This paper discusses the solution of nonlinear integral equations with noisy integral kernels as they appear in nonparametric instrumental regression. We propose a regularized Newton-type iteration and establish convergence and convergence rate results. A particular emphasis is on instrumental regression models where the usual conditional mean assumption is replaced by a stronger independence assumption. We demonstrate for the case of a binary instrument that our approach allows the correct estimation of regression functions which are not identifiable with the standard model. This is illustrated in computed examples with simulated data.
The computationally efficient method of fitness function evaluation (criterion for chromosomes selection) in genetic algorithms (GA) is discussed in this paper. This method may be used if a single gene modifies chromosome.
Steiner's problem in graphs is solved for the computing optimization. Population is represented as a weighted graph. Vertices of that graph represent chromosomes, edges represent the computational cost of selection criteria recurrent calculation. The GA application for identification of regression models assumes (a) gene is a regressor;
(b) chromosome is the set of regressors in single regression model (subset of all candidates);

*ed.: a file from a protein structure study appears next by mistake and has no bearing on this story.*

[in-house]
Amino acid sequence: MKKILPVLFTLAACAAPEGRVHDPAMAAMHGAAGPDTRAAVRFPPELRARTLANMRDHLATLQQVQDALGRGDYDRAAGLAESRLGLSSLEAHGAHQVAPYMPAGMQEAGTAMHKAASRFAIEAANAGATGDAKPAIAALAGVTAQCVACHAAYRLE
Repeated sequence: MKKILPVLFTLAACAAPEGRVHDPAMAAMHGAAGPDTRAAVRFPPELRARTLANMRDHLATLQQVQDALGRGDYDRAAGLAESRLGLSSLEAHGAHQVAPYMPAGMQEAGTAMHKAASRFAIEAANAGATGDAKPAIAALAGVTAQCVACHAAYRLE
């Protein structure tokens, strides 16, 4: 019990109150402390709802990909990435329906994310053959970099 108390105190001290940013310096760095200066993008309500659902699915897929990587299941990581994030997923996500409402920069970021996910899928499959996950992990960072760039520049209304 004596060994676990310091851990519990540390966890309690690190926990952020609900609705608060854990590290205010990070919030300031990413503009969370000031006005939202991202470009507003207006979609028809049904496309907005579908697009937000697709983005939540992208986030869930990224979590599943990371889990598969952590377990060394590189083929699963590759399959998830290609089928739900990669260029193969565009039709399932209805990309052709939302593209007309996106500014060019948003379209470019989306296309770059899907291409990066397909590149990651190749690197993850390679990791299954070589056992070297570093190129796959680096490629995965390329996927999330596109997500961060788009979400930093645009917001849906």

(c) population — set of regression models (subset of all possible models); (d) selection criteria — residual sum of squares (RSS); (e) the chromosome modification by modification of one gene corresponds to the forward selection and backward elimination methods of variables (regressors) selection.
The number of papers addressing the forecasting of the infectious disease morbidity is rapidly growing due to accumulation of available statistical data. This article surveys the major approaches for the short-term and the long-term morbidity forecasting. Their limitations and the practical application possibilities are pointed out. The paper presents the conventional time series analysis methods — regression and autoregressive models; machine learning-based approaches — Bayesian networks and artificial neural networks; case-based reasoning; filtration-based techniques. The most known mathematical models of infectious diseases are mentioned: classical equation-based models (deterministic and stochastic), modern simulation models (network and agent-based).